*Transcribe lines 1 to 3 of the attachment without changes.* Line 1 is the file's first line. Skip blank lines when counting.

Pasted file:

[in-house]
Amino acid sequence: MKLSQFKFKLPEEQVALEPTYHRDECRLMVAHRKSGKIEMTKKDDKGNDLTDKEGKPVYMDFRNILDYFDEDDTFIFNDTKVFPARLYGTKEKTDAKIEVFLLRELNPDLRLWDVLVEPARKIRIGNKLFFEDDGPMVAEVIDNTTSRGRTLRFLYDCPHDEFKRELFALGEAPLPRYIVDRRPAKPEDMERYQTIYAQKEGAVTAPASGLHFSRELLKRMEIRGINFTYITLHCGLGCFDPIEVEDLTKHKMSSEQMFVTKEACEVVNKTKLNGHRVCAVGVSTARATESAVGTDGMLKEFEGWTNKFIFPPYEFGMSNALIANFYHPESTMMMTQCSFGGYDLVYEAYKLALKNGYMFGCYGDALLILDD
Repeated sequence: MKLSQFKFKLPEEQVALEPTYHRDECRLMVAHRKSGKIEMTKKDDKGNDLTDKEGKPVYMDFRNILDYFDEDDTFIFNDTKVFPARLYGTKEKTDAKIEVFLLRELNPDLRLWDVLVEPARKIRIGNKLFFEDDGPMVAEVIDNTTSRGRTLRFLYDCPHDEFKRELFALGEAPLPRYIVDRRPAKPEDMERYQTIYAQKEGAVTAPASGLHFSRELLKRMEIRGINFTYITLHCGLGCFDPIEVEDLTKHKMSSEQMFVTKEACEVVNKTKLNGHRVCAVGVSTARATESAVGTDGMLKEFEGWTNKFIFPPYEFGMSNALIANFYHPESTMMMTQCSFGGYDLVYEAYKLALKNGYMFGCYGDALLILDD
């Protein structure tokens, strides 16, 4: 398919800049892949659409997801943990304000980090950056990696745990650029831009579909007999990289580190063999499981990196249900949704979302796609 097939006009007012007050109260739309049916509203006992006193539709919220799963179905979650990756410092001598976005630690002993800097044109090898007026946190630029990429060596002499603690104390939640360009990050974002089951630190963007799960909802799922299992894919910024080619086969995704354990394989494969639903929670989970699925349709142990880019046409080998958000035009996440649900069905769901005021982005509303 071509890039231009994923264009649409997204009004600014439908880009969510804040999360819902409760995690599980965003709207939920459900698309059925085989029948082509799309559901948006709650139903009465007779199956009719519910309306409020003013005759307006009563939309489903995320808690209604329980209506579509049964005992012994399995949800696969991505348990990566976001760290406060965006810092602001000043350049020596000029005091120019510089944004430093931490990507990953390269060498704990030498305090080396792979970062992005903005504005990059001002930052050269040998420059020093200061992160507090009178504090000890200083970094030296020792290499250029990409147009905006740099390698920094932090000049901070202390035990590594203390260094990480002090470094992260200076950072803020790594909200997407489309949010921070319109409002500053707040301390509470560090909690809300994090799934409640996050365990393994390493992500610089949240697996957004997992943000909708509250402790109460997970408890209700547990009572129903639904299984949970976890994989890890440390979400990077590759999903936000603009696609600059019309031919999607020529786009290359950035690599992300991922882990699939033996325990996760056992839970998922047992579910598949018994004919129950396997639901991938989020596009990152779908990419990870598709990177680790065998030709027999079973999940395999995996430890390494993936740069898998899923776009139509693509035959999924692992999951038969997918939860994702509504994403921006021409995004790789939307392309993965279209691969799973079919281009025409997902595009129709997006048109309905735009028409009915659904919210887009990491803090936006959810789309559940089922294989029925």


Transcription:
[in-house]
Amino acid sequence: MKLSQFKFKLPEEQVALEPTYHRDECRLMVAHRKSGKIEMTKKDDKGNDLTDKEGKPVYMDFRNILDYFDEDDTFIFNDTKVFPARLYGTKEKTDAKIEVFLLRELNPDLRLWDVLVEPARKIRIGNKLFFEDDGPMVAEVIDNTTSRGRTLRFLYDCPHDEFKRELFALGEAPLPRYIVDRRPAKPEDMERYQTIYAQKEGAVTAPASGLHFSRELLKRMEIRGINFTYITLHCGLGCFDPIEVEDLTKHKMSSEQMFVTKEACEVVNKTKLNGHRVCAVGVSTARATESAVGTDGMLKEFEGWTNKFIFPPYEFGMSNALIANFYHPESTMMMTQCSFGGYDLVYEAYKLALKNGYMFGCYGDALLILDD
Repeated sequence: MKLSQFKFKLPEEQVALEPTYHRDECRLMVAHRKSGKIEMTKKDDKGNDLTDKEGKPVYMDFRNILDYFDEDDTFIFNDTKVFPARLYGTKEKTDAKIEVFLLRELNPDLRLWDVLVEPARKIRIGNKLFFEDDGPMVAEVIDNTTSRGRTLRFLYDCPHDEFKRELFALGEAPLPRYIVDRRPAKPEDMERYQTIYAQKEGAVTAPASGLHFSRELLKRMEIRGINFTYITLHCGLGCFDPIEVEDLTKHKMSSEQMFVTKEACEVVNKTKLNGHRVCAVGVSTARATESAVGTDGMLKEFEGWTNKFIFPPYEFGMSNALIANFYHPESTMMMTQCSFGGYDLVYEAYKLALKNGYMFGCYGDALLILDD